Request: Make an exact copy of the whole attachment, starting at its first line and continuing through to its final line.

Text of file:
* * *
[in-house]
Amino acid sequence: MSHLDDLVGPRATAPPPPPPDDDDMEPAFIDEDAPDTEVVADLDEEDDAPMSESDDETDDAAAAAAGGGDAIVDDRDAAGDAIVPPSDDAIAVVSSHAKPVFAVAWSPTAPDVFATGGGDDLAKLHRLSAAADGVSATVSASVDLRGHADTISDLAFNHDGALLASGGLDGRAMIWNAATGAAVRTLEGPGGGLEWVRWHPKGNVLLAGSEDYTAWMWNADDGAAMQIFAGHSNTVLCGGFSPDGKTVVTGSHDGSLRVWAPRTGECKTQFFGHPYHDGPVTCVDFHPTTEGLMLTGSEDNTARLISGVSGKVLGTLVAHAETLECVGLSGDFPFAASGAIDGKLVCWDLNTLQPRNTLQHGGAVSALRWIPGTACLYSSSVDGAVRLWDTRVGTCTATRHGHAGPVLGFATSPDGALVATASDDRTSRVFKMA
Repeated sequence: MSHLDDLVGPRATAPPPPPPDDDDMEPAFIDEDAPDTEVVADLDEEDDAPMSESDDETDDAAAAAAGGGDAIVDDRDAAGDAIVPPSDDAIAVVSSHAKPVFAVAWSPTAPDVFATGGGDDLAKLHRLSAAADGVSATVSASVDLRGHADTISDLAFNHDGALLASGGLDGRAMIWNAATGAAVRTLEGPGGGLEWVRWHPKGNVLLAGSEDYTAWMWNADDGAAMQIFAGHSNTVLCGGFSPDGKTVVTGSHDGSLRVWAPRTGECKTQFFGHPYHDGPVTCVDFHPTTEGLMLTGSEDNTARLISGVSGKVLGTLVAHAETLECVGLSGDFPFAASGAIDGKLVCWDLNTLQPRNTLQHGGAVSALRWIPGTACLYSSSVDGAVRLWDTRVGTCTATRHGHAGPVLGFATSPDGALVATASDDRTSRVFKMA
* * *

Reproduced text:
[in-house]
Amino acid sequence: MSHLDDLVGPRATAPPPPPPDDDDMEPAFIDEDAPDTEVVADLDEEDDAPMSESDDETDDAAAAAAGGGDAIVDDRDAAGDAIVPPSDDAIAVVSSHAKPVFAVAWSPTAPDVFATGGGDDLAKLHRLSAAADGVSATVSASVDLRGHADTISDLAFNHDGALLASGGLDGRAMIWNAATGAAVRTLEGPGGGLEWVRWHPKGNVLLAGSEDYTAWMWNADDGAAMQIFAGHSNTVLCGGFSPDGKTVVTGSHDGSLRVWAPRTGECKTQFFGHPYHDGPVTCVDFHPTTEGLMLTGSEDNTARLISGVSGKVLGTLVAHAETLECVGLSGDFPFAASGAIDGKLVCWDLNTLQPRNTLQHGGAVSALRWIPGTACLYSSSVDGAVRLWDTRVGTCTATRHGHAGPVLGFATSPDGALVATASDDRTSRVFKMA
Repeated sequence: MSHLDDLVGPRATAPPPPPPDDDDMEPAFIDEDAPDTEVVADLDEEDDAPMSESDDETDDAAAAAAGGGDAIVDDRDAAGDAIVPPSDDAIAVVSSHAKPVFAVAWSPTAPDVFATGGGDDLAKLHRLSAAADGVSATVSASVDLRGHADTISDLAFNHDGALLASGGLDGRAMIWNAATGAAVRTLEGPGGGLEWVRWHPKGNVLLAGSEDYTAWMWNADDGAAMQIFAGHSNTVLCGGFSPDGKTVVTGSHDGSLRVWAPRTGECKTQFFGHPYHDGPVTCVDFHPTTEGLMLTGSEDNTARLISGVSGKVLGTLVAHAETLECVGLSGDFPFAASGAIDGKLVCWDLNTLQPRNTLQHGGAVSALRWIPGTACLYSSSVDGAVRLWDTRVGTCTATRHGHAGPVLGFATSPDGALVATASDDRTSRVFKMA